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George Bailey letters to Eli Adams, April 1880

 File — Box: SC1850-1899.007, Folder: 4297.003

Scope and Contents

From the Collection: The Bailey Family Papers include letters created and received by multiple generations of family members. The bulk of the letters contains Reconstruction-era content, but there are also other later letters of interest written from Texas and Japan. Samuel Bailey wrote ten letters to his son George from 1865-1869. Although Samuel wrote most of the letters while in Macon, Georgia, he was in South Charlestown, New Hampshire, when he wrote the earliest one on June 10, 1865. The letters were addressed to George in various locations: Chicago; Portageville, New York; and South Charlestown, New Hampshire. The letters convey the typical economic gloom found in Reconstruction-era letters written by Southerners. Samuel’s letters to George discuss farming, with Samuel encouraging George to pursue this avenue to earn a living. In his June 10, 1865, letter he mentions Union army destruction at a friend's or family member’s land near Chattanooga.

In addition to these ten letters written from Samuel Bailey to George Bailey, there are letters written by other Bailey and Phelps family members, including a few from George to his wife Mary. In 1880 George lived in Nopal, Texas, where he managed a ranch. In a lengthy letter to Eli Adams, George describes the two Mexican ranch hands in unpleasant and disparaging words and tones. He also offers a vivid and extensive snapshot of the ranch with its rattlesnakes, centipedes, tarantulas, and scorpions and recounts a trip to San Antonio. The collection includes a few letters written by H. M. Phelps and his wife to the Baileys, particularly to their grandson, Fred, around 1900; the date is illegible. Mr. and Mrs. Phelps were Mary Bailey’s parents and lived in Battle Creek, Michigan. Another Phelps family member, Frances, who was perhaps Mary’s sibling or cousin, wrote two letters in the collection. Frances was a missionary in Japan. The collection also contains a few odds and ends such as a letter written about Samuel Bailey (1859), an envelope, and New England temperatures in 1905.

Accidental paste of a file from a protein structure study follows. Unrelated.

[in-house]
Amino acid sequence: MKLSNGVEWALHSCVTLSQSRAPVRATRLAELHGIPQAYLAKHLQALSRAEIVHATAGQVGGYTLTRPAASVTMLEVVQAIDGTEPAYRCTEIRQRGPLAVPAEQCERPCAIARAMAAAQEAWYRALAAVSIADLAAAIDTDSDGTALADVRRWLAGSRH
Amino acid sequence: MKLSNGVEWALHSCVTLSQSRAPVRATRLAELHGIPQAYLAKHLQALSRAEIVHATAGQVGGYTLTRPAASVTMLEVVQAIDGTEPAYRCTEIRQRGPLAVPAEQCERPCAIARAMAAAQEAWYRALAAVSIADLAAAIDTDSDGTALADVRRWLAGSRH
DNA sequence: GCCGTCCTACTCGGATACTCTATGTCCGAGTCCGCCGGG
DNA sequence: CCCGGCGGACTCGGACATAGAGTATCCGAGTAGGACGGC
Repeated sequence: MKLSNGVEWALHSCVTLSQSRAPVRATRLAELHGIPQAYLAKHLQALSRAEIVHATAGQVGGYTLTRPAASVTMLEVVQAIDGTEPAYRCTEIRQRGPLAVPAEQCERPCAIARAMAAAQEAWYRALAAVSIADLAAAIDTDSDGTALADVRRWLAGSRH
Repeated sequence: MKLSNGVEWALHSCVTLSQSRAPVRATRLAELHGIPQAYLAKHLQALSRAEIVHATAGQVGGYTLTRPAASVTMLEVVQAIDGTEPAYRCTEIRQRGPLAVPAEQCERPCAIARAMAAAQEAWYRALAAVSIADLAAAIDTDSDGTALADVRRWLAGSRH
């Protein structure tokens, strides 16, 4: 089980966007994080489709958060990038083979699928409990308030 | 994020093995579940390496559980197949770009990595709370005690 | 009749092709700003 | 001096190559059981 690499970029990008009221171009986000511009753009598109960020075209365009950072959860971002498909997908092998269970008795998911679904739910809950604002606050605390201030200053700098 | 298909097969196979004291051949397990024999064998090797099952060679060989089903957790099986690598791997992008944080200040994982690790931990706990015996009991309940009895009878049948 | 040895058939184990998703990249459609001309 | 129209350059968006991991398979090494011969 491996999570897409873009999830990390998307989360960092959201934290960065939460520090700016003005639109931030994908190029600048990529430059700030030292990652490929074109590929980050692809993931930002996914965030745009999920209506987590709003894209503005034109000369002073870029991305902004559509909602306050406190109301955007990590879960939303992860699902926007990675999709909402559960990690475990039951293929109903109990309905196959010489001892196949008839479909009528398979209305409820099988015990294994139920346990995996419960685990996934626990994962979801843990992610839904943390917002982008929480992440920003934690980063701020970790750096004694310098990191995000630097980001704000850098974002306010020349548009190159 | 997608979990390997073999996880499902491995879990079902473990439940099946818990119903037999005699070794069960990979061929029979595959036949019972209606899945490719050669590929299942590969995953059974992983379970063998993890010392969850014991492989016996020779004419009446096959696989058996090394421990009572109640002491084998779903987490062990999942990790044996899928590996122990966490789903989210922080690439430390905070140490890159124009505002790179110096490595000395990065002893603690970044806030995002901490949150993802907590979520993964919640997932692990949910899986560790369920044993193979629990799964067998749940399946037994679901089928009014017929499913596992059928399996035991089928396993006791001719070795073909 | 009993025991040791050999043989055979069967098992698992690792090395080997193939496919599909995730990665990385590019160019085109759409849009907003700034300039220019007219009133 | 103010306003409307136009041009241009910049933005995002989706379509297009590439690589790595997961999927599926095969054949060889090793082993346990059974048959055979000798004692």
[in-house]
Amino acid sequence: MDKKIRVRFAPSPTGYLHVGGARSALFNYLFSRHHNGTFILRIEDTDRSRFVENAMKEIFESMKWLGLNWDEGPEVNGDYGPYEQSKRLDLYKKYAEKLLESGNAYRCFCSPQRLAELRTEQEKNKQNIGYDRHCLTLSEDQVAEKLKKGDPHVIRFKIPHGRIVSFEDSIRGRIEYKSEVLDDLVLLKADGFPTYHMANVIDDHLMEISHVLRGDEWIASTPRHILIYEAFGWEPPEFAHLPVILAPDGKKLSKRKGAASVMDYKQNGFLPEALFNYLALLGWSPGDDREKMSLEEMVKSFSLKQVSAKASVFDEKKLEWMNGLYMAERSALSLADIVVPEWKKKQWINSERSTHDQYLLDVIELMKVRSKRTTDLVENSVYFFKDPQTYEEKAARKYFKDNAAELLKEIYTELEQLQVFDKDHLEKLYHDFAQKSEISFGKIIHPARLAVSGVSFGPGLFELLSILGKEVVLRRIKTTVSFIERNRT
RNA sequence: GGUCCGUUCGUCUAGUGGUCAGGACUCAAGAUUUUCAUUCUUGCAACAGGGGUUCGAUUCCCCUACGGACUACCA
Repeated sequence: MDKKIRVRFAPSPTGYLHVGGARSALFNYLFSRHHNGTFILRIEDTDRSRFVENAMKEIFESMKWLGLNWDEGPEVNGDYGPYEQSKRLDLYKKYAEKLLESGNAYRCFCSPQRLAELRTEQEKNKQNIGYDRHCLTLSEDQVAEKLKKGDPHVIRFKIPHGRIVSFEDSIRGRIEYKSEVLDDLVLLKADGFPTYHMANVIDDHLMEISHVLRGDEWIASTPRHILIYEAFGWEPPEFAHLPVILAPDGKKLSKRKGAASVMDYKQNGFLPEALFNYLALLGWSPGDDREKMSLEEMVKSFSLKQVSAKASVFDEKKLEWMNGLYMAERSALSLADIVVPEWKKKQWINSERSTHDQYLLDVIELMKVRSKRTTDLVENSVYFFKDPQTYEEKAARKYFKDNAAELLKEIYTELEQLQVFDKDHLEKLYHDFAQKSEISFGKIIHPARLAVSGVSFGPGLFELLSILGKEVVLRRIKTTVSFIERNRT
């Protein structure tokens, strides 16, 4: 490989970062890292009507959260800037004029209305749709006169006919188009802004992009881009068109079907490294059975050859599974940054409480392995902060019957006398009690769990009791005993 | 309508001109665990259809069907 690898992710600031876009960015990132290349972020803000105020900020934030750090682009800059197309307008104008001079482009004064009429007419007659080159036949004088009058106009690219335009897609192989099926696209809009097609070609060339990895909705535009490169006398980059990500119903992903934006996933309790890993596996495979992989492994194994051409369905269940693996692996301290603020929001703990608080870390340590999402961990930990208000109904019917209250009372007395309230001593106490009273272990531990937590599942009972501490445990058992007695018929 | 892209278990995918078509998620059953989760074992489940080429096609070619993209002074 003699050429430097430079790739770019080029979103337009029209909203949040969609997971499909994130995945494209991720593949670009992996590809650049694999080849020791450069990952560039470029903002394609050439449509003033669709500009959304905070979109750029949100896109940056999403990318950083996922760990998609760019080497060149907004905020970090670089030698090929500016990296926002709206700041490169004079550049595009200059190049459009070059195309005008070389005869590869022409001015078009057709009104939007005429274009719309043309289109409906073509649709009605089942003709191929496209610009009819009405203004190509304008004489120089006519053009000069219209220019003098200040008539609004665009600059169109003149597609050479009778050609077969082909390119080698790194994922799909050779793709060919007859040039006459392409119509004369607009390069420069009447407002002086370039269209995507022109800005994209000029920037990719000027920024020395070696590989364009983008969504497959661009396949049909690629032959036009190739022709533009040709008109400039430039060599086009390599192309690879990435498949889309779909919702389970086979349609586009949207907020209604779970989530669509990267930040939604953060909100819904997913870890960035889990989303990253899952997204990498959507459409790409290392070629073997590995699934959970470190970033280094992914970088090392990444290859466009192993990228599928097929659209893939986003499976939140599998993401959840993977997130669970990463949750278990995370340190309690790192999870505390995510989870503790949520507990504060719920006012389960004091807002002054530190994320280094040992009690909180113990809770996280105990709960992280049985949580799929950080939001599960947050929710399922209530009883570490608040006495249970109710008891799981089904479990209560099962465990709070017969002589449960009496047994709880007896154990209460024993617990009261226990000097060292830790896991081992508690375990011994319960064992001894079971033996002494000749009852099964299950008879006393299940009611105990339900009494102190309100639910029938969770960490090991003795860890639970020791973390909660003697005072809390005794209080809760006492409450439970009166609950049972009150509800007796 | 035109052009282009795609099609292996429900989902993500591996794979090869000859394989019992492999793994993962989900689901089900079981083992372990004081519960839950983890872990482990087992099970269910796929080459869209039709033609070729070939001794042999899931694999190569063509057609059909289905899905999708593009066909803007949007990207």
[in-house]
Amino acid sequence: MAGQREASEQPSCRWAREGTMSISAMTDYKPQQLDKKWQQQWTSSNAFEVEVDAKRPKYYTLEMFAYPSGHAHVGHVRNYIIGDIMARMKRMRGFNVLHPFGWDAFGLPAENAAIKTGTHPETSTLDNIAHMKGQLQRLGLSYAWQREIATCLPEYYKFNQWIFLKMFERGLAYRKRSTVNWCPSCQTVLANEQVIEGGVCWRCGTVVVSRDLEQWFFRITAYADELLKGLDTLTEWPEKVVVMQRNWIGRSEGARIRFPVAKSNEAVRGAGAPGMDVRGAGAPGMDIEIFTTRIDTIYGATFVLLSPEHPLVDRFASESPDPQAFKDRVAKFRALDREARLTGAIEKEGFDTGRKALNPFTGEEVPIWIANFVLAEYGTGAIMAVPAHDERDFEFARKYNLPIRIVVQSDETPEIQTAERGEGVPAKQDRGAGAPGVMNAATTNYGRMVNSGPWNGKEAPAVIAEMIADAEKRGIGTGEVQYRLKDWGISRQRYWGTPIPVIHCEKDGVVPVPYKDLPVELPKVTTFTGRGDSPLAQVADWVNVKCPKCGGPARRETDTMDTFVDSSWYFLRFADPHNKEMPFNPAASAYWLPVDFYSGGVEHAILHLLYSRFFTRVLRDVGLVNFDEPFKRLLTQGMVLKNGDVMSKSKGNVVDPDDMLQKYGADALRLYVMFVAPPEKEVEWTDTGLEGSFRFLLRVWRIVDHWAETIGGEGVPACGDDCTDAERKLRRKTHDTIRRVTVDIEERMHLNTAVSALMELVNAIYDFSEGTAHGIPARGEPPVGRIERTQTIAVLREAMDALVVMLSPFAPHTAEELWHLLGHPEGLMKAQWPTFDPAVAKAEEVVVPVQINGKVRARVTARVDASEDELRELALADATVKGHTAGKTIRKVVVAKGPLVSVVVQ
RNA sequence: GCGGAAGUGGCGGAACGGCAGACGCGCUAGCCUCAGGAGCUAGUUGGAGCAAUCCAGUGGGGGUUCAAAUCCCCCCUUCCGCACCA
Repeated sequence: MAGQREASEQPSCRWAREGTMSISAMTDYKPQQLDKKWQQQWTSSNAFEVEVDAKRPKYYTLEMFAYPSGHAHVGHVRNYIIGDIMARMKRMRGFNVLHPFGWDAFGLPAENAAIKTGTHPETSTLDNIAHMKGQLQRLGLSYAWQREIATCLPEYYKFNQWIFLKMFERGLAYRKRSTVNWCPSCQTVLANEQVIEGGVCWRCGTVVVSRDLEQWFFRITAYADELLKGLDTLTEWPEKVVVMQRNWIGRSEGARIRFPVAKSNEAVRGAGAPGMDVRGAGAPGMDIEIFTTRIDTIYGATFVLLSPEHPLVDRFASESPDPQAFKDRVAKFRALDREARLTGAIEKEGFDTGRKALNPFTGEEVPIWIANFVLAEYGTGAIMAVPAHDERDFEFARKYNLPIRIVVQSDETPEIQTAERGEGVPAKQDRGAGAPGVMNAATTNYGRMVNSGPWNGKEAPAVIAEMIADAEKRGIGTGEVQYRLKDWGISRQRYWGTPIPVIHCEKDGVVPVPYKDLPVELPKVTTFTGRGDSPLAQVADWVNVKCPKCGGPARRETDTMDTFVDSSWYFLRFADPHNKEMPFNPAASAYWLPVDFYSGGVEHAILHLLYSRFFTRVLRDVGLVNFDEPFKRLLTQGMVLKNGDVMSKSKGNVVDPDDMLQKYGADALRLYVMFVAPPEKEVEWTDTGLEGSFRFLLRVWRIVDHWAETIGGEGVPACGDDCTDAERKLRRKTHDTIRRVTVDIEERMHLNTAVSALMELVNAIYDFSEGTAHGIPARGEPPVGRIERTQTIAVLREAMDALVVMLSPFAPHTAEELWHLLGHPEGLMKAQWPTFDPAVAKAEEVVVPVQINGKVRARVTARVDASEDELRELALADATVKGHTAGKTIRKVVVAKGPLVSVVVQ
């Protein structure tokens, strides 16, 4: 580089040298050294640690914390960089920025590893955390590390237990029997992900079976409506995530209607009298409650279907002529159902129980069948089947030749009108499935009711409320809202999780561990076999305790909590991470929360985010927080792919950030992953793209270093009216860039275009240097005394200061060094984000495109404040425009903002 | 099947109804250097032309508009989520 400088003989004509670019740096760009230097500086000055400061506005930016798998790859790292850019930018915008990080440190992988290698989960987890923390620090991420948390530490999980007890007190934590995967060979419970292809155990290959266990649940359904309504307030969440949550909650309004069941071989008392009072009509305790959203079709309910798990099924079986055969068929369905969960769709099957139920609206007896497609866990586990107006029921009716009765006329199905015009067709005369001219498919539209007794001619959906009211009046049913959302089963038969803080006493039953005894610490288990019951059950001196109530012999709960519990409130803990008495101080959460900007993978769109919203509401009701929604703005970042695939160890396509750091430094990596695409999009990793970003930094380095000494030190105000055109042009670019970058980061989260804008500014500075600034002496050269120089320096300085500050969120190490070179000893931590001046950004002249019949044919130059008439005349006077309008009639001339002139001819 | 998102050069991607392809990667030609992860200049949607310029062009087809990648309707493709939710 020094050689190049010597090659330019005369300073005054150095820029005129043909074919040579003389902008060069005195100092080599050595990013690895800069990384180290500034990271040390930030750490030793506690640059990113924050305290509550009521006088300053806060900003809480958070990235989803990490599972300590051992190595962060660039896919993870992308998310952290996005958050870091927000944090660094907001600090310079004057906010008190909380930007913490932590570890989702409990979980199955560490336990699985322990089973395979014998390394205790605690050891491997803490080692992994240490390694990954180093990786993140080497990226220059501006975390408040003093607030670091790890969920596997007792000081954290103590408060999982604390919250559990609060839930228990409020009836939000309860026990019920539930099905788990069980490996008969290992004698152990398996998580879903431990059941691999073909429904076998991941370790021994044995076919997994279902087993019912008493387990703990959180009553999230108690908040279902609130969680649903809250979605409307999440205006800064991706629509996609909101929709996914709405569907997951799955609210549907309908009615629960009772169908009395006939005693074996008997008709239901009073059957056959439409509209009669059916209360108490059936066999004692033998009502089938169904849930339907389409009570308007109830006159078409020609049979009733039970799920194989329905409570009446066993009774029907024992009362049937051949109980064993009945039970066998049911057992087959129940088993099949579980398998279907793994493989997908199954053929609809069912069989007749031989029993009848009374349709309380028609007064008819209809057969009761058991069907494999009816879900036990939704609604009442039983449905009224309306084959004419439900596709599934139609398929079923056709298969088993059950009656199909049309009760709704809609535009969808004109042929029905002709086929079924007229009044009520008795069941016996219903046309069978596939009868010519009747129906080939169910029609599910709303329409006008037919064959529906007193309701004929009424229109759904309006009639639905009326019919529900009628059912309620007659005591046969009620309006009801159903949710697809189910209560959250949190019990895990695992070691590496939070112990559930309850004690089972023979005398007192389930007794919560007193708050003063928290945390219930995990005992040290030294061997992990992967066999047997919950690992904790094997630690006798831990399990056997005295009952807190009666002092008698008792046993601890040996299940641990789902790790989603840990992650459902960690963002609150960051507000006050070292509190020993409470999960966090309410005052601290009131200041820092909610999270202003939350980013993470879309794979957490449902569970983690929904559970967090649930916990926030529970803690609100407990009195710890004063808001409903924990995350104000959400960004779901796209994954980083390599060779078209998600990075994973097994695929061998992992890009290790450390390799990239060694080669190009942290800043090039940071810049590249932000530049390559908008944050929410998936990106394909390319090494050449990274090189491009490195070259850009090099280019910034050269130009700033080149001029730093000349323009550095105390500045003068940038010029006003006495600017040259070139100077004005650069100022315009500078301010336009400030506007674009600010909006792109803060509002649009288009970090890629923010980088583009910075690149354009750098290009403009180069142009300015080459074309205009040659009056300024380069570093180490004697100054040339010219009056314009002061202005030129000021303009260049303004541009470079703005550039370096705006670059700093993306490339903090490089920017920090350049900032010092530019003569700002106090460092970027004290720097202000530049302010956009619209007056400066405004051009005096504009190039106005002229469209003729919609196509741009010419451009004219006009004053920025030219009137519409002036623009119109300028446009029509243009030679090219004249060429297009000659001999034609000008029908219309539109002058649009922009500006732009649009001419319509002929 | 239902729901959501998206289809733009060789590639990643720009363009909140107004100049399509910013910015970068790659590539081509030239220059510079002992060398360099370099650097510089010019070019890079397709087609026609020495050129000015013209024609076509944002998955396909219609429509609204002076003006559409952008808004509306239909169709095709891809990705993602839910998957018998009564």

• April 1880

Conditions Governing Access

Collection is open for research. Researchers must register and agree to copyright and privacy laws before using this collection. Manuscript collections and archival records may contain materials with sensitive or confidential information that is protected under federal or state right to privacy laws and regulations. Due to the nature of certain archival formats, including digital and audio-visual materials, access to certain materials may require additional advance notice.


From the Collection: 0.2 Linear Feet

Language of Materials

From the Collection: English